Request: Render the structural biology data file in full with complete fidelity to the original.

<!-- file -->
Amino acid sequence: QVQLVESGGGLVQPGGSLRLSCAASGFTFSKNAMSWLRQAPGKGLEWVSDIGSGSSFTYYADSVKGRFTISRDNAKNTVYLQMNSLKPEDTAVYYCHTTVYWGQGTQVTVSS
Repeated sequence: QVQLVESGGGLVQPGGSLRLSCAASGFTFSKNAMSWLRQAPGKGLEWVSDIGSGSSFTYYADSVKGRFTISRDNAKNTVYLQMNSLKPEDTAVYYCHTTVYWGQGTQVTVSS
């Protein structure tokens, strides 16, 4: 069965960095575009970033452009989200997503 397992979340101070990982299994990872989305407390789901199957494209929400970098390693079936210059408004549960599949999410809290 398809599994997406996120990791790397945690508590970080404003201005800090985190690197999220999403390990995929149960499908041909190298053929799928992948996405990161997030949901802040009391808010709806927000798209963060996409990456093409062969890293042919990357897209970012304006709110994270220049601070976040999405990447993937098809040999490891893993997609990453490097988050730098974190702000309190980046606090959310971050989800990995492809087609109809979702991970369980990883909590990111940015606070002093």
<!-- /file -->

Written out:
Amino acid sequence: QVQLVESGGGLVQPGGSLRLSCAASGFTFSKNAMSWLRQAPGKGLEWVSDIGSGSSFTYYADSVKGRFTISRDNAKNTVYLQMNSLKPEDTAVYYCHTTVYWGQGTQVTVSS
Repeated sequence: QVQLVESGGGLVQPGGSLRLSCAASGFTFSKNAMSWLRQAPGKGLEWVSDIGSGSSFTYYADSVKGRFTISRDNAKNTVYLQMNSLKPEDTAVYYCHTTVYWGQGTQVTVSS
């Protein structure tokens, strides 16, 4: 069965960095575009970033452009989200997503 397992979340101070990982299994990872989305407390789901199957494209929400970098390693079936210059408004549960599949999410809290 398809599994997406996120990791790397945690508590970080404003201005800090985190690197999220999403390990995929149960499908041909190298053929799928992948996405990161997030949901802040009391808010709806927000798209963060996409990456093409062969890293042919990357897209970012304006709110994270220049601070976040999405990447993937098809040999490891893993997609990453490097988050730098974190702000309190980046606090959310971050989800990995492809087609109809979702991970369980990883909590990111940015606070002093």